In a study by Monajati et al. (2016), they reviewed the effectiveness of injury prevention programs to modify risk factors for non-contact ACL and hamstring injuries in uninjured team sports athletes. It is one thing to say a strength coach can help prevent injuries but does the data back that up? In this review it did just that. They concluded that multifaceted programs, including hamstring eccentric exercises, increased hamstring strength, hamstring to quadriceps functional ratio, and promoted a shift of optimal knee flexion peak torque toward a more open angle position. These findings will help modify those risk factors of ACL and hamstring injuries. Even just the inclusion of a simple exercise like the Nordic hamstring curl can reduce the rate of hamstring injuries by 50 percent shown by Van Dyk et al. (2019). In this study, they looked at 8459 athletes. The athletes who included the Nordic hamstring curl into their program reduced injury by 50 percent.
If a strength coach can look at the mechanisms of action that lead to injury and dissect it into individual sections, they can build a plan to help facilitate an improved risk of injury. If the athlete can stay healthier, they can participate in their sports training more often, which will improve their skill and strength. Whether or not the training program makes them better athletes can be up for debate. What cannot be up for debate is if an athlete is injured—they are doing nothing and degrade in all aspects of training and skill. The ability to prevent injury cannot be overlooked. As a key role, a strength coach can curate a program that facilitates injury prevention.
Injury prevention should play a huge role in program design, but what else should be included? What actually can drive an athlete to perform better on the field? Understanding that when we as strength coaches implement new stressors, we must undulate what gets prioritized because we can’t build things together infinitely. That’s what the idea of periodization should look like—a continuous week-to-week understanding of stress management, with things being prioritized as the season approaches or comes to an end. Understanding what the athlete has coming up will allow us to modulate their program to meet their demands of what is to come. The SAID principle is the idea of specific adaptation to imposed demands.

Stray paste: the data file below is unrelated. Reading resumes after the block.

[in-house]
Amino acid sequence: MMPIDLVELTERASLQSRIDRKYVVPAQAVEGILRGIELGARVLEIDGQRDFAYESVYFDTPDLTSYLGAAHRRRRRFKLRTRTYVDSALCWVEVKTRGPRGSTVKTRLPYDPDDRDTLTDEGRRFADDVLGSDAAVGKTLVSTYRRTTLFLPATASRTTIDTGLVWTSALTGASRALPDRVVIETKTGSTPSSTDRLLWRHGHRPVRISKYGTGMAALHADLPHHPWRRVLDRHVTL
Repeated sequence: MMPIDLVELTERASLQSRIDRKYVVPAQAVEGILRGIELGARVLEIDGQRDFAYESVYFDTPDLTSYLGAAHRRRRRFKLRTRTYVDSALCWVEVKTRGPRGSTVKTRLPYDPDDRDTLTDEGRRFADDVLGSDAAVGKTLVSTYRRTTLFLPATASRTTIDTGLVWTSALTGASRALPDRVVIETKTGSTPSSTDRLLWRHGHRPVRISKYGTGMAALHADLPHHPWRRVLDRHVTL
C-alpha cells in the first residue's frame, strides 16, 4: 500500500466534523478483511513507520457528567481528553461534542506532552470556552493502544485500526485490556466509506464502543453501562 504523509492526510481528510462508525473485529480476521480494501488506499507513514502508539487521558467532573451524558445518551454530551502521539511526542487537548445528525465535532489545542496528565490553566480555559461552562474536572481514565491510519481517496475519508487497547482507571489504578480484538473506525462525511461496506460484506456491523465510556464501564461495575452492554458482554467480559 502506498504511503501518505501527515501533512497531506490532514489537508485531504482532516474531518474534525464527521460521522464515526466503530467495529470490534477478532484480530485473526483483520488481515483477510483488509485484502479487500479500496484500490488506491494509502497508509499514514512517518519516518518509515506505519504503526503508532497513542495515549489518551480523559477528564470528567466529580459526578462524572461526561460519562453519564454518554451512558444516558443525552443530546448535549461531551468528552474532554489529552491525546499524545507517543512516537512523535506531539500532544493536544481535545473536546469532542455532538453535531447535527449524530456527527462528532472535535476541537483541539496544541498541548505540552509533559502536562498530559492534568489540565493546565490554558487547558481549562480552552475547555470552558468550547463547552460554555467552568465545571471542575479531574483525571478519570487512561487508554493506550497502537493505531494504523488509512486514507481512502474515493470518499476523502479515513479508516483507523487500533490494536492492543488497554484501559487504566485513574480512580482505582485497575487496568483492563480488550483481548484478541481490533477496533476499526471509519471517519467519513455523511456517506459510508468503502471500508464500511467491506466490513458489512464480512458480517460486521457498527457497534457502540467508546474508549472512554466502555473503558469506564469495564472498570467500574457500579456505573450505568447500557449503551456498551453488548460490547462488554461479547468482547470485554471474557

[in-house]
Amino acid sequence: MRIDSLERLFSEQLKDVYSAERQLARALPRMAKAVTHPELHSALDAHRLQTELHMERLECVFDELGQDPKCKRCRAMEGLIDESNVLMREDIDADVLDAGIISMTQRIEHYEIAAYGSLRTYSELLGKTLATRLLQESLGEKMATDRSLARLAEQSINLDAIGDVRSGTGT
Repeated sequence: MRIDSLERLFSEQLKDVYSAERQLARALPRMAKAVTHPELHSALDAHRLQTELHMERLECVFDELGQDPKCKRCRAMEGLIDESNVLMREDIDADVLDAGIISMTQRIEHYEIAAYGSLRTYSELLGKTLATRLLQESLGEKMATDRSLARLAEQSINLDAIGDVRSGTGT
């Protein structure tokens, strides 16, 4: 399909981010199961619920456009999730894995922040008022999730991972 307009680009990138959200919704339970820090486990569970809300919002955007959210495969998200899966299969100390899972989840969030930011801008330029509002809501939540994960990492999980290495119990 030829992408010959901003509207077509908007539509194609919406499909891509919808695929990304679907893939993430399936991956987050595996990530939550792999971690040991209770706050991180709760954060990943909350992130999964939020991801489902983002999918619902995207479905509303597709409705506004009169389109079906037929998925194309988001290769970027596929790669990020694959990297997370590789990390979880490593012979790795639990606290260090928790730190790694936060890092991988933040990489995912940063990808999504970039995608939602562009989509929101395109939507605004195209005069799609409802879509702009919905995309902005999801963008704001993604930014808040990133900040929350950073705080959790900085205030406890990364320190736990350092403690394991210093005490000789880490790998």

Coaches get confused by making training too specific without understanding what exercise, intensities, and volume can drive adaptations that translate to the field without making everything they do specific to the field. Periodization can come in handy here but not in the way that is espoused in the research based on the GAS principle presented by Hans Selye. It's a more dynamic integrated/holistic approach that looks at many dynamics that make up an organism and how they adapt to stressors.
Researcher John Kiely writes in his paper Periodization Theory: Confronting an Inconvenient Truth that a fundamental assumption, emanating from the early stress research, is that physical stress is primarily a biologically mediated phenomenon. Since this theory has emerged based on Hans Selye GAS model, the science of stress has evolved extensively, but the periodization model has not. He suggests that aligning periodization with contemporary stress theory will give us a better model to create a periodized plan that looks at both neuro- and bio-chemical adaptations to stress. For a strength coach, understanding where an athlete is at in their season will allow them to dictate what their program looks like to better manage stress for where they are. If they are getting closer to the competition season, they may lower volume in the weight room because conditioning and sports practice increases. In the off-season, they can ramp it back up because sport skills and conditioning aren’t as important. Research done by Mattocks et al. (2016) shared the same sentiment and concluded that a periodized program may be advantageous for an athlete in certain sports due to practice and competitions throughout a season. However, it may not have a benefit for those only interested in increasing muscle size and strength.
With the concept of periodization being the thought of undulating stressors put on the body via biochemical and neurochemical response, we must choose the appropriate exercises, intent, reps, and sets to get the most out of our time with the athletes we have. Prioritizing injury prevention via exercise selection is key. It includes body awareness through movement, correcting imbalances, fixing any pain or impingements, and building up weak muscles to make them stronger. From there, I want to focus on building as much power and strength as possible. I say power and strength because I think that those are the next best adaptations to elicit to improve sports performance.
A paper by Steele et al. (2020) looked at increasing strength to improve sports performance. They concluded that muscular strength typically differentiates elite and non-elite athletes and is correlated with proxy measures of sports performance. They go on to say that the evidence is insufficient to make a definitive statement regarding the casual effect of muscular strength. That being said, if a strength coach looks at the research and it says the best players are usually stronger, and there is no evidence to contradict that statement, I will focus on improving that component even if it is mostly correlational data.